Macrophage-derived IGF-1 protects the neonatal intestine against necrotizing enterocolitis by promoting microvascular development

Xiaocai Yan, Elizabeth Managlia, You Yang Zhao, Xiao Di Tan, Isabelle G. De Plaen*

*Corresponding author for this work

Research output: Contribution to journalArticlepeer-review

9 Scopus citations

Abstract

Necrotizing enterocolitis (NEC) is a deadly bowel necrotic disease of premature infants. Low levels of plasma IGF-1 predispose premature infants to NEC. While increasing evidence suggests that defective perinatal intestinal microvascular development plays a role in NEC, the involved mechanism remains incompletely understood. We report here that serum and intestinal IGF-1 are developmentally regulated during the perinatal period in mice and decrease during experimental NEC. Neonatal intestinal macrophages produce IGF-1 and promote endothelial cell sprouting in vitro via IGF-1 signaling. In vivo, in the neonatal intestine, macrophage-derived IGF-1 promotes VEGF expression and endothelial cell proliferation and protects against experimental NEC. Exogenous IGF-1 preserves intestinal microvascular density and protects against experimental NEC. In human NEC tissues, villous endothelial cell proliferation and IGF-1- producing macrophages are decreased compared to controls. Together, our results suggest that defective IGF-1-production by neonatal macrophages impairs neonatal intestinal microvascular development and predisposes the intestine to necrotizing enterocolitis.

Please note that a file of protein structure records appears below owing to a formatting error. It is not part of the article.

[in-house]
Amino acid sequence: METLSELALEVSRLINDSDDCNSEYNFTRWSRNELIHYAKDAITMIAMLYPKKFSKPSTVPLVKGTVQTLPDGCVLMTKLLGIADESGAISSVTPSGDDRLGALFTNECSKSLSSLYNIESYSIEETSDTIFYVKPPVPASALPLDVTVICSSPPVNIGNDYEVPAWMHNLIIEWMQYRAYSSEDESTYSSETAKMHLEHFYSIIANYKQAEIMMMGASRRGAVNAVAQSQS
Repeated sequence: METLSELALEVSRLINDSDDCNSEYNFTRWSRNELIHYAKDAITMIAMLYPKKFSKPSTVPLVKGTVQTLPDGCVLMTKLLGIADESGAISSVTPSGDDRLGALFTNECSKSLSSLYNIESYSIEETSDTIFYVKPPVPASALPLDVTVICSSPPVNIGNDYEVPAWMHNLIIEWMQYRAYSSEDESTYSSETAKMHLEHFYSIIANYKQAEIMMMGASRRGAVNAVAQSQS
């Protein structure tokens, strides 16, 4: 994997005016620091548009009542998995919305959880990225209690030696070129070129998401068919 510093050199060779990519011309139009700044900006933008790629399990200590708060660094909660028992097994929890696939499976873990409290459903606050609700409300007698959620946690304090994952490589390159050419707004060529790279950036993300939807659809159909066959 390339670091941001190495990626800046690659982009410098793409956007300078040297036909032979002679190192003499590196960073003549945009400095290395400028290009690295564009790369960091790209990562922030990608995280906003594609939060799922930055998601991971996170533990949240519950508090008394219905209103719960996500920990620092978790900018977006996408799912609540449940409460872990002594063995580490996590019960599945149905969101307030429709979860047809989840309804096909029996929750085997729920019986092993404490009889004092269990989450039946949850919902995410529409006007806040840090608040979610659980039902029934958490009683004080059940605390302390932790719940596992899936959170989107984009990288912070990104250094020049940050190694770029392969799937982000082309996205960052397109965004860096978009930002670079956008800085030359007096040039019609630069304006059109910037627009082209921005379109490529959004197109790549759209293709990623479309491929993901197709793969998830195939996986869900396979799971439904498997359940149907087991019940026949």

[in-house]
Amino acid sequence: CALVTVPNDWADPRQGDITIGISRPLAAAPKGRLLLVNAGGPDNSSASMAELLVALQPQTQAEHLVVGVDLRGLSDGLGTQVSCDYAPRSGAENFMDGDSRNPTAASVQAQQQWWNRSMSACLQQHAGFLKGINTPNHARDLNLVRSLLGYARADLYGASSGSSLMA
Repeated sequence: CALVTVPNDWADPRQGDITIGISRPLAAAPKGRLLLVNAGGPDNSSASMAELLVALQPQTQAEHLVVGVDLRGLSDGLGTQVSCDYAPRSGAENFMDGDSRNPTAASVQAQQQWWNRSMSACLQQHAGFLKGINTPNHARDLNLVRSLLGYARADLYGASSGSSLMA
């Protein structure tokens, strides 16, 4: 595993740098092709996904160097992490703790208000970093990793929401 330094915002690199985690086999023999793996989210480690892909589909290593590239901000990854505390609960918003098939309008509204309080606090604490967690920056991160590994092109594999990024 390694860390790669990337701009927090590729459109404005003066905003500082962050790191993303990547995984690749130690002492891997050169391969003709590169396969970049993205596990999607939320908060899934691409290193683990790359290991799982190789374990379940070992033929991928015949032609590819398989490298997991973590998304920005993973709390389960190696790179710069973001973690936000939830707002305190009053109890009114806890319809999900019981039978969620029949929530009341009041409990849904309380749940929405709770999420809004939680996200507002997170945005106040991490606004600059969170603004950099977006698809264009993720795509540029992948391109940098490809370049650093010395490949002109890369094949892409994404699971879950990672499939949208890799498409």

Original languageEnglish (US)
Article number320
JournalCommunications Biology
Volume5
Issue number1
DOIs
StatePublished - Dec 2022

ASJC Scopus subject areas

  • General Agricultural and Biological Sciences
  • General Biochemistry, Genetics and Molecular Biology
  • Medicine (miscellaneous)

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